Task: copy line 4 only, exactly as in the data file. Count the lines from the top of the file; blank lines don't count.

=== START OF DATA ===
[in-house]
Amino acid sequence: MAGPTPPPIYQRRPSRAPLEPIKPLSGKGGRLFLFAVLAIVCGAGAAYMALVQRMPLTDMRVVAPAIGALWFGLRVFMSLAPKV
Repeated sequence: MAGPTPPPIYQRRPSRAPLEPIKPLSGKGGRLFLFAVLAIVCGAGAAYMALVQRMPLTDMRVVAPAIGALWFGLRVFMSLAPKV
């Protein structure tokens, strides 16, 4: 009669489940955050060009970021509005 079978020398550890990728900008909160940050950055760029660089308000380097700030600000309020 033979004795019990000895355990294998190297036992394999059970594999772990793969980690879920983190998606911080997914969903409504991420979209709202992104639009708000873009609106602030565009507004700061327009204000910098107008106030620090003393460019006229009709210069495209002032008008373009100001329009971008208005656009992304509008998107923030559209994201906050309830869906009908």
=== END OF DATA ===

């Protein structure tokens, strides 16, 4: 009669489940955050060009970021509005 079978020398550890990728900008909160940050950055760029660089308000380097700030600000309020 033979004795019990000895355990294998190297036992394999059970594999772990793969980690879920983190998606911080997914969903409504991420979209709202992104639009708000873009609106602030565009507004700061327009204000910098107008106030620090003393460019006229009709210069495209002032008008373009100001329009971008208005656009992304509008998107923030559209994201906050309830869906009908």